Our guide to plays and musicals coming to New York stages — and a few last-chance picks of shows that are about to close. Our reviews of open shows are at nytimes.com/reviews/theater.
Previews and Openings
‘A MIDSUMMER NIGHT’S DREAM’ at the Delacorte Theater (in previews; opens on July 31). The course of true love never did run smooth, but it doesn’t usually get so bumpy that it includes magical flowers, squabbling fairies and lusty donkeys. After a protest-plagued “Julius Caesar,” Lear deBessonet soothes Shakespeare in the Park with this comedy starring Phylicia Rashad as Titania and Kristine Nielsen as Puck.
‘A PARALLELOGRAM’ at the Tony Kiser Theater (in previews; opens on Aug. 2). Most people’s lives don’t come equipped with buttons for rewind, fast forward or pause, but that’s the soft sci-fi that drives this play from Bruce Norris (“Clybourne Park”). Celia Keenan-Bolger plays a woman in her 30s suddenly confronted with what seems to be her future self. Michael Greif directs a cast for Second Stage Theater that includes Anita Gillette and Stephen Kunken.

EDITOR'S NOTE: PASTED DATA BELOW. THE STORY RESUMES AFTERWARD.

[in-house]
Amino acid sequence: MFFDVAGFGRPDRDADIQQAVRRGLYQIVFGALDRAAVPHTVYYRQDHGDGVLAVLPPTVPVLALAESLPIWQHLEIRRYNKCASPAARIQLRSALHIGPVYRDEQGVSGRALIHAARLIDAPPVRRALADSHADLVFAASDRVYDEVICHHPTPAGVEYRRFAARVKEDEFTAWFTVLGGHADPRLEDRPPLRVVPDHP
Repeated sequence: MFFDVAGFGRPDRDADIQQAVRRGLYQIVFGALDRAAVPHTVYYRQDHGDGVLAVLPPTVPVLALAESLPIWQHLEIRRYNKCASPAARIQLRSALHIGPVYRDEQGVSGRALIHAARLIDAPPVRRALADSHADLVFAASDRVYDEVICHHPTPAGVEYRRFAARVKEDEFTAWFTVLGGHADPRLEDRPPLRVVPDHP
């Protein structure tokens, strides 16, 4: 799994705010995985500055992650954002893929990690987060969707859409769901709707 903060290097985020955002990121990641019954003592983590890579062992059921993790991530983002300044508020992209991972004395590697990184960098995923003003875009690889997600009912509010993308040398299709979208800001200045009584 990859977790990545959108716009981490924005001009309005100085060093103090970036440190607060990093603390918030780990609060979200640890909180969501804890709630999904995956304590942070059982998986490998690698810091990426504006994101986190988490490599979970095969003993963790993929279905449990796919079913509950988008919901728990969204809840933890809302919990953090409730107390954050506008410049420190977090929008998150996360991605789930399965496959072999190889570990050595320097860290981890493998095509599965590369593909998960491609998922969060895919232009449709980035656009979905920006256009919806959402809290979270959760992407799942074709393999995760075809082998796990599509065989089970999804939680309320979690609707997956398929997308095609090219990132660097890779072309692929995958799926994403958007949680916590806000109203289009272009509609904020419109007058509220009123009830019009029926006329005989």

‘PRINCE OF BROADWAY’ at the Samuel J. Friedman Theater (previews start on Aug. 3; opens on Aug. 24). Manhattan Theater Club gives the celebrated director and producer Harold Prince a regal retrospective. Mr. Prince and his co-director, the choreographer Susan Stroman, put a cast that includes Chuck Cooper, Emily Skinner, Brandon Uranowitz, Tony Yazbeck and Karen Ziemba through its high-kicking paces. The composer Jason Robert Brown contributes orchestrations, arrangements and a few new songs.
‘REALLY ROSIE’ at New York City Center (performances Aug. 2-5). It may not seem the season for a steaming bowl of chicken soup with rice, but it’s just about always a good time for a revival of this musical by Maurice Sendak and Carole King about a bunch of Brooklyn children and an alligator. Leigh Silverman (“Sweet Charity”) directs small actors in big parts.
‘THE TERMS OF MY SURRENDER’ at the Belasco Theater (previews start on July 28; opens on Aug. 10). It’s been a long time since a Broadway play started a riot, but maybe this one…